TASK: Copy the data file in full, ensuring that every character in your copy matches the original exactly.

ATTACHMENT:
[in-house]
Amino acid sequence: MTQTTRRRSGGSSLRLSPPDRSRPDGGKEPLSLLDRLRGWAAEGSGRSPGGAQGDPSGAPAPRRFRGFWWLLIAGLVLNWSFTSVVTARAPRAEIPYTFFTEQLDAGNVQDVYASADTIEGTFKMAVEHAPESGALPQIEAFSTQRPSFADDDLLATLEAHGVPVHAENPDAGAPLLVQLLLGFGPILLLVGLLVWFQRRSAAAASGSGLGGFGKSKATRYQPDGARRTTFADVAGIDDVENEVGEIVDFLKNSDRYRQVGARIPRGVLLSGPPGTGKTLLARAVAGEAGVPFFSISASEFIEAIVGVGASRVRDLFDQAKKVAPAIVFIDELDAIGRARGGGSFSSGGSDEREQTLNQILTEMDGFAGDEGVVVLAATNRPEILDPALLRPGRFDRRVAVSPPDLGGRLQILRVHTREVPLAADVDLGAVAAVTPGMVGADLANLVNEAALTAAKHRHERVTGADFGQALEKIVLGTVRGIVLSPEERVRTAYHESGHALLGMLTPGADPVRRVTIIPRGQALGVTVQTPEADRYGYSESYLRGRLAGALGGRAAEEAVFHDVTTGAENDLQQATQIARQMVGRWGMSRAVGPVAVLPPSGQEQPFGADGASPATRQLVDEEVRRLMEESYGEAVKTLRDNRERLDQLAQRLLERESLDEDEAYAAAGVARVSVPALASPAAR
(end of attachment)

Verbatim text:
[in-house]
Amino acid sequence: MTQTTRRRSGGSSLRLSPPDRSRPDGGKEPLSLLDRLRGWAAEGSGRSPGGAQGDPSGAPAPRRFRGFWWLLIAGLVLNWSFTSVVTARAPRAEIPYTFFTEQLDAGNVQDVYASADTIEGTFKMAVEHAPESGALPQIEAFSTQRPSFADDDLLATLEAHGVPVHAENPDAGAPLLVQLLLGFGPILLLVGLLVWFQRRSAAAASGSGLGGFGKSKATRYQPDGARRTTFADVAGIDDVENEVGEIVDFLKNSDRYRQVGARIPRGVLLSGPPGTGKTLLARAVAGEAGVPFFSISASEFIEAIVGVGASRVRDLFDQAKKVAPAIVFIDELDAIGRARGGGSFSSGGSDEREQTLNQILTEMDGFAGDEGVVVLAATNRPEILDPALLRPGRFDRRVAVSPPDLGGRLQILRVHTREVPLAADVDLGAVAAVTPGMVGADLANLVNEAALTAAKHRHERVTGADFGQALEKIVLGTVRGIVLSPEERVRTAYHESGHALLGMLTPGADPVRRVTIIPRGQALGVTVQTPEADRYGYSESYLRGRLAGALGGRAAEEAVFHDVTTGAENDLQQATQIARQMVGRWGMSRAVGPVAVLPPSGQEQPFGADGASPATRQLVDEEVRRLMEESYGEAVKTLRDNRERLDQLAQRLLERESLDEDEAYAAAGVARVSVPALASPAAR